As more computers were acquired – and particularly as the school ambitioned to make the Internet accessible to its students as well by way of laboratories – upgrades were eventually made to the amount of bandwidth we had.

The initial upgrade was modest; merely a doubling of bandwidth to 128 kbps. Acquisition became subsequently more ambitious so that – at one point – guests from the St. Mary’s College of California found web surfing here substantially faster than at their own campus. In the present, students and offices alike enjoy a 14 mbps connection. This is more or less 219 times as much as the measly 64 kbps the school first acquired.

I have no idea if Outlook Express had already been developed; but my first experience with e-mail was by Telnet, a completely text-based software that was used for connecting to another computer. In comparison to the convenient and user-friendly GUI e-mail software we all use in the present, Telnet was god-awful and just plain ugly.

Somehow, I managed to teach myself the rudiments of HTML, the programming language of the World Wide Web. For some reason, I developed an abscess in one of my earlobes and could not come to work for four days. While at home, I amused myself by taking a peek at web site codes that browsers make conveniently available and eventually saw some sort of structure in them. Before long, I had built my first local web site, completely self-taught.

For some reason, designing web sites really captivated my interest. I found great joy in manipulating images and text in a page so that it became attractive to look at. Because I was also doing desktop publication – I could do PageMaker if I was blindfolded – I suppose web design was a natural progression. I really read feverishly on the subject; and before long I was confident enough to ask to take over the design and maintenance of the school’s web site.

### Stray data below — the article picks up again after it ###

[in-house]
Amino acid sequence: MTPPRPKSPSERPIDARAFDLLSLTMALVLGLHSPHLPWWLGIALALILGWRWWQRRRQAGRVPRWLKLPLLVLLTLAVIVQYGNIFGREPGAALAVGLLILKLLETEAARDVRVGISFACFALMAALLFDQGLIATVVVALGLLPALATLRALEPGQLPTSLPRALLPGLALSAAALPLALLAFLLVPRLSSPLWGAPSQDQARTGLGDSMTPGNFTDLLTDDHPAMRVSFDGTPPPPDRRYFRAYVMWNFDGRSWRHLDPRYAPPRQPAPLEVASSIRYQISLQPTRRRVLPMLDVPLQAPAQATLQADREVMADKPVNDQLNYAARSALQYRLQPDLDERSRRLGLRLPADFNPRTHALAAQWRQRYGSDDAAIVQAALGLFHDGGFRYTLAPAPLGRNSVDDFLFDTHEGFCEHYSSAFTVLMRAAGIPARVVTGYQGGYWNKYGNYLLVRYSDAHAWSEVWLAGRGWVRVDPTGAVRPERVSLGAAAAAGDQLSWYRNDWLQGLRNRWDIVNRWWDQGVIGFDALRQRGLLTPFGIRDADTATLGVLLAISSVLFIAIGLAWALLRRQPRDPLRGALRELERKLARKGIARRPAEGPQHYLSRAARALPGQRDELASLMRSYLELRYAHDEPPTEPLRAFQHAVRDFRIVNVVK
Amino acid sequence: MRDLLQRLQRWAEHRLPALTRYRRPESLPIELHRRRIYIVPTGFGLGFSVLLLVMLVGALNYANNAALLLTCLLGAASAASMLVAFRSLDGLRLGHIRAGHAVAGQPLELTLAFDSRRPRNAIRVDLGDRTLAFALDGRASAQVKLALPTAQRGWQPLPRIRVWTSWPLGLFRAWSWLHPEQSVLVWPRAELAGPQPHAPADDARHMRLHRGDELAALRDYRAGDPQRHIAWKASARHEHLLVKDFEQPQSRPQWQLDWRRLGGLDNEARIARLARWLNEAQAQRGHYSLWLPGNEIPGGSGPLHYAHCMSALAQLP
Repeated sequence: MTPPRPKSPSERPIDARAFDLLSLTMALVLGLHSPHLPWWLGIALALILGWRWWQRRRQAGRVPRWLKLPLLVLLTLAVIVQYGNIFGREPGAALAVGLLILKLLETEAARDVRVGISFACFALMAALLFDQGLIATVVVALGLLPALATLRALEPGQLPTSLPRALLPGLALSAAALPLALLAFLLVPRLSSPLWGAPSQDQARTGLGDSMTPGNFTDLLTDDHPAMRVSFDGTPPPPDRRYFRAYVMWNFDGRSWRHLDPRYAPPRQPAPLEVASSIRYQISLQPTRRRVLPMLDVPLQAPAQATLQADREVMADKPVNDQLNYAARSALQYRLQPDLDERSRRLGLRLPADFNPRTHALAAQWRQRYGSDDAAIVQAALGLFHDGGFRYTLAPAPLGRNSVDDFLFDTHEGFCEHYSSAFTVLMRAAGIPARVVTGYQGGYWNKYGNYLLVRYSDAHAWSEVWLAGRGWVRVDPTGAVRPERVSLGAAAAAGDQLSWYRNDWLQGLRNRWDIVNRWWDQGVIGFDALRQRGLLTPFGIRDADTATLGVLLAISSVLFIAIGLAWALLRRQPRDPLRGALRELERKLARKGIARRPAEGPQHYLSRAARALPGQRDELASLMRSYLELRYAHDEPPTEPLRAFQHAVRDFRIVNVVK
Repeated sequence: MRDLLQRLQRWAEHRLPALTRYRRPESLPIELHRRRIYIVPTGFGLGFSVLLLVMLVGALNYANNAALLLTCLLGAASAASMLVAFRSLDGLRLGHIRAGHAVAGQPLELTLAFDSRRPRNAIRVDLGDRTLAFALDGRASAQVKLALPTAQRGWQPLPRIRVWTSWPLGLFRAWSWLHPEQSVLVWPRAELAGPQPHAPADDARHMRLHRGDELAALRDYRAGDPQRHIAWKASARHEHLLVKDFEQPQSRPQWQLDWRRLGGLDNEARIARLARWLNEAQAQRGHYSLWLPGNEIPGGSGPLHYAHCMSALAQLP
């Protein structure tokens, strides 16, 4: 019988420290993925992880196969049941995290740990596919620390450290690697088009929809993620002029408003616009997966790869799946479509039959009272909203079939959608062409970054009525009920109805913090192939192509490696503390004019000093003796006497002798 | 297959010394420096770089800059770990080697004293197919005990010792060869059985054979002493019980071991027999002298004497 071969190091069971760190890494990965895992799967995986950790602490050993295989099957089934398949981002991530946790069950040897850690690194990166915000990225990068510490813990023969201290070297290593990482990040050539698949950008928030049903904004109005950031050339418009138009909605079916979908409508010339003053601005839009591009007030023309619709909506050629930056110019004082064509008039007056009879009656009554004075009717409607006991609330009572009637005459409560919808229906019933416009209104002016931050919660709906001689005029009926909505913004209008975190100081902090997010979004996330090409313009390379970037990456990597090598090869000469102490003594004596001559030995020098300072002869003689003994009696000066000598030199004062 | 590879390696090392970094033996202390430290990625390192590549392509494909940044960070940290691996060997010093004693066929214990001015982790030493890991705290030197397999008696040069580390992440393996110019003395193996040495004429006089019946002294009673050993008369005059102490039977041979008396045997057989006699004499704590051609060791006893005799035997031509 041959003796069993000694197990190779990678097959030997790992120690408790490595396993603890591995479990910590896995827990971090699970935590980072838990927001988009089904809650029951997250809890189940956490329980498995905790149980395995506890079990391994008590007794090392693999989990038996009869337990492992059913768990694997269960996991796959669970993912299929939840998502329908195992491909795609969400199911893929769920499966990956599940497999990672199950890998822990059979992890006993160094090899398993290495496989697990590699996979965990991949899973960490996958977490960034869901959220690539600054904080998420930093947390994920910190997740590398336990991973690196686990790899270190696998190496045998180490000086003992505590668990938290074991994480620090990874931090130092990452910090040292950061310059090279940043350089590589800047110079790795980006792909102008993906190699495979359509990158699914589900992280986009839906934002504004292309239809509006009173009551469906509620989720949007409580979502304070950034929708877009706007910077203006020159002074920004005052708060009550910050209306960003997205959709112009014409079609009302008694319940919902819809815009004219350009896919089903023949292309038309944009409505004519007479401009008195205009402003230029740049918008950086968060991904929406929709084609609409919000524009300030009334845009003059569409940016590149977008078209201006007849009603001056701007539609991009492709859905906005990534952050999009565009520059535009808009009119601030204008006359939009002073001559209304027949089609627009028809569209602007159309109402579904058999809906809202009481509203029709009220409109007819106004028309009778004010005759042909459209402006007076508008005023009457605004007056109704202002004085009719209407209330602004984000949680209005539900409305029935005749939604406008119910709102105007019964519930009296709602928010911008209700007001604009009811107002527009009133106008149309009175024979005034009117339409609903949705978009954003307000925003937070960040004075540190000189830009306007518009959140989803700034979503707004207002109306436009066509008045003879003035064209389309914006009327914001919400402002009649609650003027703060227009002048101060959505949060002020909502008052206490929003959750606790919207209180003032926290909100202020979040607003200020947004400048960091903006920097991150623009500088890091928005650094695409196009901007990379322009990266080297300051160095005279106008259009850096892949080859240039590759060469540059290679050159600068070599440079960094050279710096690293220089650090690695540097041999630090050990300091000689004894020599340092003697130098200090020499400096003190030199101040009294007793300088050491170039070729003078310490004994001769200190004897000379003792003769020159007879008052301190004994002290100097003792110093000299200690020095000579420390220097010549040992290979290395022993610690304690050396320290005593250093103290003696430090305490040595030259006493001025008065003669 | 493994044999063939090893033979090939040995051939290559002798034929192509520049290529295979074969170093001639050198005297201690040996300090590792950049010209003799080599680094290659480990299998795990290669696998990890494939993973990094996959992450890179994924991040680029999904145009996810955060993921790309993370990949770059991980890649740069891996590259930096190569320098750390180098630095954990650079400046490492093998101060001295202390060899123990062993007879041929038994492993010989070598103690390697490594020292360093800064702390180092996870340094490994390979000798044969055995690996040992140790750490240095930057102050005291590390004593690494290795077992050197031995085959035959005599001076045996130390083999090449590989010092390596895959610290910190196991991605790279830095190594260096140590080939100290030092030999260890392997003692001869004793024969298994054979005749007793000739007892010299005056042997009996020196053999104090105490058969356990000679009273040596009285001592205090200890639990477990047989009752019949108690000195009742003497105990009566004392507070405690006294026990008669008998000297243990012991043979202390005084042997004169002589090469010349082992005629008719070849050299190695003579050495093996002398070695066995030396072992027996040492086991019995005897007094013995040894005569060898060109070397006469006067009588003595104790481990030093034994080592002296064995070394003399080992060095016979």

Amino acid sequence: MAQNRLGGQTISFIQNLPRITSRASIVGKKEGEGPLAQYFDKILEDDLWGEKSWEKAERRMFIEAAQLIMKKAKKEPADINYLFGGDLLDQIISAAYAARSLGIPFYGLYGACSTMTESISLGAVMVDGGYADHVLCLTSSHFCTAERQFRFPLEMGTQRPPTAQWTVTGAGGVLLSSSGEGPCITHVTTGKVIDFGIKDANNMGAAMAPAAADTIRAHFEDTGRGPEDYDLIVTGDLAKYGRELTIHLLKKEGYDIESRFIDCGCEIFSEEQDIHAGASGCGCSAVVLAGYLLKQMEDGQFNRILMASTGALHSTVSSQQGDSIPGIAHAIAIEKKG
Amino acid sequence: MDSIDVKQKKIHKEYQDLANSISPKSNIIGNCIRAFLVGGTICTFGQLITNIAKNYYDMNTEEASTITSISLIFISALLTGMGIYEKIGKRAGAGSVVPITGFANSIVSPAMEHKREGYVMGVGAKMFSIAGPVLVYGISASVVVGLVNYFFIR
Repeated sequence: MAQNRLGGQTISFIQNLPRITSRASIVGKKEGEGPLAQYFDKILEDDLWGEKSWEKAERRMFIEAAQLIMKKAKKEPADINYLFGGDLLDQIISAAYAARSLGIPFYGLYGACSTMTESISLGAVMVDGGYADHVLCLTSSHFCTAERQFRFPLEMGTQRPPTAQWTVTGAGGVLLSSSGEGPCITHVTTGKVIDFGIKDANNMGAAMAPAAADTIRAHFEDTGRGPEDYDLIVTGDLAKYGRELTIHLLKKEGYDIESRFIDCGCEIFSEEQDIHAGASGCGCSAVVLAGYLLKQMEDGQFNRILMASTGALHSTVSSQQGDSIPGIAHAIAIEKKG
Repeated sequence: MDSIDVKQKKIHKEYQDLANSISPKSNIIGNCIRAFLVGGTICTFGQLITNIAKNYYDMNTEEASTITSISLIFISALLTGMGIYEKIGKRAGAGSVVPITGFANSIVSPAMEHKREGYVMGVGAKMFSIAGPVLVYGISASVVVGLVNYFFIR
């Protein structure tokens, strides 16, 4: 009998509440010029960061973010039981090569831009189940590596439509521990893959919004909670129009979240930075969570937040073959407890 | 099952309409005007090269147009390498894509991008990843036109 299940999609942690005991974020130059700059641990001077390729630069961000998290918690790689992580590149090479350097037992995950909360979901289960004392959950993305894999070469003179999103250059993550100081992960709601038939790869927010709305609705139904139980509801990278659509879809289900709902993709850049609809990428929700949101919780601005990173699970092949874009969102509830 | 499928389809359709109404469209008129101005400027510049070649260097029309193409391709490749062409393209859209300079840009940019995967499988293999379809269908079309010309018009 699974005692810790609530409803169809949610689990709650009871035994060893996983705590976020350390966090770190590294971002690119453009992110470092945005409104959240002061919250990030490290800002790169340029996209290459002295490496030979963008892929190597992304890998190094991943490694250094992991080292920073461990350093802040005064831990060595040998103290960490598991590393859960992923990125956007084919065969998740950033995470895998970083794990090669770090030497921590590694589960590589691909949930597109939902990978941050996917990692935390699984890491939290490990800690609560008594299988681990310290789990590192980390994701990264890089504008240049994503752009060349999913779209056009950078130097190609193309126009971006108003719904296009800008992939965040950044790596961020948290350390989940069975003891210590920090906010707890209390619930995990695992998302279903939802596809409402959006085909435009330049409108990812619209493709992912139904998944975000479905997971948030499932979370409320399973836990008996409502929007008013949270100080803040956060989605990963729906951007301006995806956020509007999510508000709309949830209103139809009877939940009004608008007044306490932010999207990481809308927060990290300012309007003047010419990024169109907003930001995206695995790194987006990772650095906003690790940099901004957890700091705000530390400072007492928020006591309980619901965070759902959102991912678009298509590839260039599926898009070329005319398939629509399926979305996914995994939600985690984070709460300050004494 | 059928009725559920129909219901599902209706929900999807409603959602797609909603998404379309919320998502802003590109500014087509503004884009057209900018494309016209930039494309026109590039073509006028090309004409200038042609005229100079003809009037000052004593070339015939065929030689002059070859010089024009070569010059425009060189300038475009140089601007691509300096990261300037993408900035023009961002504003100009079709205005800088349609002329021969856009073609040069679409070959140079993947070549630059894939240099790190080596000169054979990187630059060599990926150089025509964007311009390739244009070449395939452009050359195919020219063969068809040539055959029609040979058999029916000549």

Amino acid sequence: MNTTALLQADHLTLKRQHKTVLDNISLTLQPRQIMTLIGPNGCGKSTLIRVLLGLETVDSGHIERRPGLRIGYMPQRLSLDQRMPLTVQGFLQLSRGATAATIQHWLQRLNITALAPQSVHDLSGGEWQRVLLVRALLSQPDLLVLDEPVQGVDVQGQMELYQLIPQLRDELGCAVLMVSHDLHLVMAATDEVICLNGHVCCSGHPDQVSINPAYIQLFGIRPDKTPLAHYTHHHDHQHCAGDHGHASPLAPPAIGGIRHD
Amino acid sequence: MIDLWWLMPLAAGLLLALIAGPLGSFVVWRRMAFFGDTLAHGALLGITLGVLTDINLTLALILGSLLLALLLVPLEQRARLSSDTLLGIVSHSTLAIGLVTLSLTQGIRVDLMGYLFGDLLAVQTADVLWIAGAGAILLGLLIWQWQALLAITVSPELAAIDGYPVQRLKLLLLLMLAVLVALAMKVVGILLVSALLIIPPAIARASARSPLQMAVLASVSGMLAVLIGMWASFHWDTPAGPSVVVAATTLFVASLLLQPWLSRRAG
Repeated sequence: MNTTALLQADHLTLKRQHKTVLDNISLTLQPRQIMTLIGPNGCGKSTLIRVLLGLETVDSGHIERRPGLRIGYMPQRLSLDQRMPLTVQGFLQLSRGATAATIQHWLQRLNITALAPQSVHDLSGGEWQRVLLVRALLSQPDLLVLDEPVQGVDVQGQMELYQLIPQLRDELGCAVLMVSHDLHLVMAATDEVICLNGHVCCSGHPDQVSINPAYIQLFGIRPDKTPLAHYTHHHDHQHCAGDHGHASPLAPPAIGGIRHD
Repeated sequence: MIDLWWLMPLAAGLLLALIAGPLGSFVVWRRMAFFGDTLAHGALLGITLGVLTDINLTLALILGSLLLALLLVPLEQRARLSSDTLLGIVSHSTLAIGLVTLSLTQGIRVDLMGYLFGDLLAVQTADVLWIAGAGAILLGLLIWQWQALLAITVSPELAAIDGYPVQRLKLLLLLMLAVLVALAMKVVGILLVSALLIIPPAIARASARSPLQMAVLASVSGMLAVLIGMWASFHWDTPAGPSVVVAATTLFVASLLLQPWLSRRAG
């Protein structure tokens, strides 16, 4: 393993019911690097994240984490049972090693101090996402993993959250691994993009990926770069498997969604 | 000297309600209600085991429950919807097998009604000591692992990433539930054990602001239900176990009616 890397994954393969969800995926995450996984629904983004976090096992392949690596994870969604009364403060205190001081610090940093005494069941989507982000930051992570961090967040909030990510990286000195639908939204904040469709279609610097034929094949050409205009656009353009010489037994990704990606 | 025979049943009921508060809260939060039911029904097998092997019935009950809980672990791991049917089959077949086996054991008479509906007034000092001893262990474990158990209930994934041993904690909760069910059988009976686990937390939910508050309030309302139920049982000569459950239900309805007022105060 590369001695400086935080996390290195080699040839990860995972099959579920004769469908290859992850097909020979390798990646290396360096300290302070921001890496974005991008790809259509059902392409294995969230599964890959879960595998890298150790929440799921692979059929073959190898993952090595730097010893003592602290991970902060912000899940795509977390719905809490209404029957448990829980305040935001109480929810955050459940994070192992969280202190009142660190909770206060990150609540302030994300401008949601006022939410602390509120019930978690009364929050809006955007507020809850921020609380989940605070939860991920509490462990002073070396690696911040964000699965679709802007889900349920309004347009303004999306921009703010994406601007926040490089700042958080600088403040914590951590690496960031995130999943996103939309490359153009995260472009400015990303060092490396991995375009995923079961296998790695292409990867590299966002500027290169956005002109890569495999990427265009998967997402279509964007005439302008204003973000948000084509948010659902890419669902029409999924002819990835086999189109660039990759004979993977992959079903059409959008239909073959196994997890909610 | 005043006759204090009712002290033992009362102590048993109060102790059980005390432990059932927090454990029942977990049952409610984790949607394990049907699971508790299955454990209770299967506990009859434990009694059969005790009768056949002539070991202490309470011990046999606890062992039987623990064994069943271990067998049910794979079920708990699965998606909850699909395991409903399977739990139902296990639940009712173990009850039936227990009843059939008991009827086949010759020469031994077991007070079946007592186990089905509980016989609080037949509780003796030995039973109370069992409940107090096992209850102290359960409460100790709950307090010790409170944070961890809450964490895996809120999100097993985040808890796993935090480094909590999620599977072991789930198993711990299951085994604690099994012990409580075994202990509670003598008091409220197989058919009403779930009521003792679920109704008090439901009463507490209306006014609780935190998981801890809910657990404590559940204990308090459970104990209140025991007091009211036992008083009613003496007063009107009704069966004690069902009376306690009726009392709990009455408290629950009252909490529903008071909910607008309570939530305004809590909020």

Allan Lucero hopped over from NetQuest to become the school's first Network Administrator.
In this regard, I really developed a close working relationship with Allan Lucero, a former student who became our first Network Administrator. I never would have grasped the Internet and what it could do without the help of Allan, who was always patient in explaining details to me and granted my every caprice where maintenance of the web site was concerned.

Another former student, Gil Panganiban, soon came in to help me with the programming of a subsection of the school web site, something we called Umpokan. This subsection is a story in itself. It started as a contact point for alumni and no more than a listing of e-mail addresses.

Of course, in the old days, spammers were of the sort who made meat loaf. When alumni in the list started complaining that they were receiving unwanted bulk e-mails, it was time to have a password protected system developed with the addresses hidden from plain view.

Since I was not a programmer, I left it to Gil to re-invent Umpokan. When I come to think about it, even the early version written in VBScript and rendered as classic ASP files was already a social networking site even before the term became fashionable. Yes, we were even way ahead of Facebook.

At the DLSL Information Systems Department.

I eventually had to let go of these favorite jobs-cum-hobbies as I became more and more engrossed in work upstairs. However, my fascination with the Internet and computer systems meant that I was involved in decisions that would take the school really into the twenty-first century where we wanted it to be.

I just visited the network operations center this morning and the staff there proudly told me all about the robust machines we have acquired that automate enrollment, human resource and finance, among others. Naturally, there was some discussion as well on bandwidth, and we all could not help but laugh at how much we have now compared to the 64 kbps that first connected us to the Internet.